Freedom to Follow

Sermon offered:
June 30, 2013, Sixth Sunday after Pentecost Year C
1 Kings 19:15-16, 19-21, Psalm 16, Galatians 5:1, 13-25, Luke 9:51-62
St. Nathaniel’s Episcopal Church, North Port, Florida

 

This Thursday we’ll be celebrating Independence Day – and there’s a good chance that somewhere along the line we’ll be remembering that famous declaration that says

“We hold these truths to be self evident:  That all men are created equal, that they are endowed by their Creator with certain unalienable rights – that among these are “Life, Liberty and the Pursuit of Happiness.”  In a single word — — — we’re celebrating our freedom.”

Are you looking forward to the big celebration – the fireworks, maybe a parade –  –  – Do we have a 4th of July parade in North Port?  I’m finding it really rather exciting to hear about how the community of North Port does national holidays.  In many ways North Port feels a lot like the small town I grew up in during the early 1970’s in southeast Ohio.

When I was a kid, I belonged to an organization called Up with People.  We got together to rehearse and choreograph music that was patriotic and community building – the message was always very positive and spirited.

Every year, one of our biggest performances was at the city 4th of July celebration at the high school football stadium – and, of course, there was a fantastic fireworks display at the end of the evening . . .

One of those Up with People songs has been ringing in my mind all this week – the words are

“Freedom isn’t Free — Freedom isn’t Free —
you’ve got to pay a price, you’ve got to sacrifice –  –  for your liberty . . .”

The one constant theme at all our national holidays – a common reminder – is that there is a cost for our freedom – It involves sacrifice.

Freedom has cost many human lives . . . and we’re spontaneously reminded that the true and proper response to the gift of our political freedom is to express our gratitude for those who have sacrificed – and continue to sacrifice – – –  those who paid the price, first to win our freedom – and then to protect our freedom whenever it’s threatened.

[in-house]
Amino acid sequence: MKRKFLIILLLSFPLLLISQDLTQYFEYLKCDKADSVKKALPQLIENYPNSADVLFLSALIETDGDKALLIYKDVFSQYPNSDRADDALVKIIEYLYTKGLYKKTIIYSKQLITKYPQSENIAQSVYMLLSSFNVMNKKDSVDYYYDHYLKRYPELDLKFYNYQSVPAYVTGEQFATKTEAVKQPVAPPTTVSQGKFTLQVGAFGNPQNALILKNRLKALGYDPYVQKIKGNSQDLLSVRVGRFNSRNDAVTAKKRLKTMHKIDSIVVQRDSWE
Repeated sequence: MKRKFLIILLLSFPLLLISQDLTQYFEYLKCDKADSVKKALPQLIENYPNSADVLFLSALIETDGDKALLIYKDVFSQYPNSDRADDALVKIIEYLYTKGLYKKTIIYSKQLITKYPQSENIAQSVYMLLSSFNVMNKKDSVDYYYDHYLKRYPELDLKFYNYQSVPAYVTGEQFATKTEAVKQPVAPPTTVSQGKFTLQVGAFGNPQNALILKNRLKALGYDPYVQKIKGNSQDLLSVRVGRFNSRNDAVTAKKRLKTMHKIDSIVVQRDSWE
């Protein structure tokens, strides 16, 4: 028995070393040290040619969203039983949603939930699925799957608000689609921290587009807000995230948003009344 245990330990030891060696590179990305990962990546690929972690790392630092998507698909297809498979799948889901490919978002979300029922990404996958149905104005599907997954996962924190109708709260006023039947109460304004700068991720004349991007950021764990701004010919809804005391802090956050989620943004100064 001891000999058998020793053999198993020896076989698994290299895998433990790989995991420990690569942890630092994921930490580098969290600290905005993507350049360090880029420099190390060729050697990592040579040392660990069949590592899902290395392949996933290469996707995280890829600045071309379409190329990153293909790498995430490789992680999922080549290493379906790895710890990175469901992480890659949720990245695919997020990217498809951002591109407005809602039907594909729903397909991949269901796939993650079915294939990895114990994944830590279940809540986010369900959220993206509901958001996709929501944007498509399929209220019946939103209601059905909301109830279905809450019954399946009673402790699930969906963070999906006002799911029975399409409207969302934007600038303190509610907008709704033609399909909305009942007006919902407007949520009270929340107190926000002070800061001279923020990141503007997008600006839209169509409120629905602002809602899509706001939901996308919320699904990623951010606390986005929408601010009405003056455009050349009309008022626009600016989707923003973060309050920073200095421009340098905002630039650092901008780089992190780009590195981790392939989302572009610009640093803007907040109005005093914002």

So while we’re looking foreword to July 4th and to celebrating the political freedom and civil liberty we enjoy in our nation –  —  the scripture readings this morning are also about freedom and sacrifice.

The scriptures focus on spiritual freedom – the freedom of Jesus and His kingdom – a heavenly and eternal kingdom  – as opposed to an earthly one.  And the sacrifice involved here is Holy Commitment.

It’s common to assume that freedom means being loose and unattached. It may seem that freedom involves giving in to any immediate desire or impulse that catches our fancy.  Some people go so far as to think they will lose their freedom if they commit themselves.

But this idea of freedom is what Paul calls “gratifying the desires of the flesh” – he actually calls this slavery – not freedom!  We start to know true freedom only when we start the process of holy commitment – giving ourselves away in love – loving our neighbors as ourselves . . .

In the gospel reading we hear that Jesus has set his face on Jerusalem – he is committing himself, at this point, to the journey that will take him up to Jerusalem, . . . to his death there up on the cross, then to his resurrection, and then to his ascension – rising up in his ultimate glorification.

And to his would-be followers that he meets on the road to Jerusalem he begins to reveal that there is a holy commitment required to be a follower – to be a disciple.

First Jesus comes to a volunteer who says, “I’ll follow you wherever you go.”  Jesus makes it clear what that will mean –  –    It means radical discipleship – no shelter, no home and no family. . . “Foxes have holes, and birds of the air have nests; but the Son of Man has nowhere to lay his head.”